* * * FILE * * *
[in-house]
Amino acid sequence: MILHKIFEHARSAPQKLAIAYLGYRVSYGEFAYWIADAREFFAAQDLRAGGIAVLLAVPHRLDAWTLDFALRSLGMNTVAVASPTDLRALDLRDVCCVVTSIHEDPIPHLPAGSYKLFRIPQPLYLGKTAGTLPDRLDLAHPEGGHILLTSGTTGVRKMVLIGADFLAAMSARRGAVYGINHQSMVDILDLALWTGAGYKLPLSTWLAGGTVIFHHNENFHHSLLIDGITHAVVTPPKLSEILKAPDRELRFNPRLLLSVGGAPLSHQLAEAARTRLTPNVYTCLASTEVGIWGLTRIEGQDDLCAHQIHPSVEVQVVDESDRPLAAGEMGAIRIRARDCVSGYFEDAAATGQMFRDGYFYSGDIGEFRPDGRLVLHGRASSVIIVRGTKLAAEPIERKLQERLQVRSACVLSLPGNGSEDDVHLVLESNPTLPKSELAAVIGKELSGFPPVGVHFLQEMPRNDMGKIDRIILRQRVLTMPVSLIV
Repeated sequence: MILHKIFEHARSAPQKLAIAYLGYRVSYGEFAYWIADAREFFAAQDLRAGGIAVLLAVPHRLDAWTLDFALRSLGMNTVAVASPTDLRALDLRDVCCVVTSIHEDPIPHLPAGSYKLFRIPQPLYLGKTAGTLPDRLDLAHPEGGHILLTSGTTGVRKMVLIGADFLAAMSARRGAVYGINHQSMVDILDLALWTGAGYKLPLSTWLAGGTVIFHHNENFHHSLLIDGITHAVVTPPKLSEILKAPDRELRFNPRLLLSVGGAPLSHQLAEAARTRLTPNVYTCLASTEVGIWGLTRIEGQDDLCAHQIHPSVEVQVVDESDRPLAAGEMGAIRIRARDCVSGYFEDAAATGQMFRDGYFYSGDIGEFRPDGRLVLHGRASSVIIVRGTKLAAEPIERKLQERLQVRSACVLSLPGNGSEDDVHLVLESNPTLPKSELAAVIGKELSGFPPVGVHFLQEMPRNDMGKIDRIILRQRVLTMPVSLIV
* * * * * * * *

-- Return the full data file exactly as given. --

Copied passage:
[in-house]
Amino acid sequence: MILHKIFEHARSAPQKLAIAYLGYRVSYGEFAYWIADAREFFAAQDLRAGGIAVLLAVPHRLDAWTLDFALRSLGMNTVAVASPTDLRALDLRDVCCVVTSIHEDPIPHLPAGSYKLFRIPQPLYLGKTAGTLPDRLDLAHPEGGHILLTSGTTGVRKMVLIGADFLAAMSARRGAVYGINHQSMVDILDLALWTGAGYKLPLSTWLAGGTVIFHHNENFHHSLLIDGITHAVVTPPKLSEILKAPDRELRFNPRLLLSVGGAPLSHQLAEAARTRLTPNVYTCLASTEVGIWGLTRIEGQDDLCAHQIHPSVEVQVVDESDRPLAAGEMGAIRIRARDCVSGYFEDAAATGQMFRDGYFYSGDIGEFRPDGRLVLHGRASSVIIVRGTKLAAEPIERKLQERLQVRSACVLSLPGNGSEDDVHLVLESNPTLPKSELAAVIGKELSGFPPVGVHFLQEMPRNDMGKIDRIILRQRVLTMPVSLIV
Repeated sequence: MILHKIFEHARSAPQKLAIAYLGYRVSYGEFAYWIADAREFFAAQDLRAGGIAVLLAVPHRLDAWTLDFALRSLGMNTVAVASPTDLRALDLRDVCCVVTSIHEDPIPHLPAGSYKLFRIPQPLYLGKTAGTLPDRLDLAHPEGGHILLTSGTTGVRKMVLIGADFLAAMSARRGAVYGINHQSMVDILDLALWTGAGYKLPLSTWLAGGTVIFHHNENFHHSLLIDGITHAVVTPPKLSEILKAPDRELRFNPRLLLSVGGAPLSHQLAEAARTRLTPNVYTCLASTEVGIWGLTRIEGQDDLCAHQIHPSVEVQVVDESDRPLAAGEMGAIRIRARDCVSGYFEDAAATGQMFRDGYFYSGDIGEFRPDGRLVLHGRASSVIIVRGTKLAAEPIERKLQERLQVRSACVLSLPGNGSEDDVHLVLESNPTLPKSELAAVIGKELSGFPPVGVHFLQEMPRNDMGKIDRIILRQRVLTMPVSLIV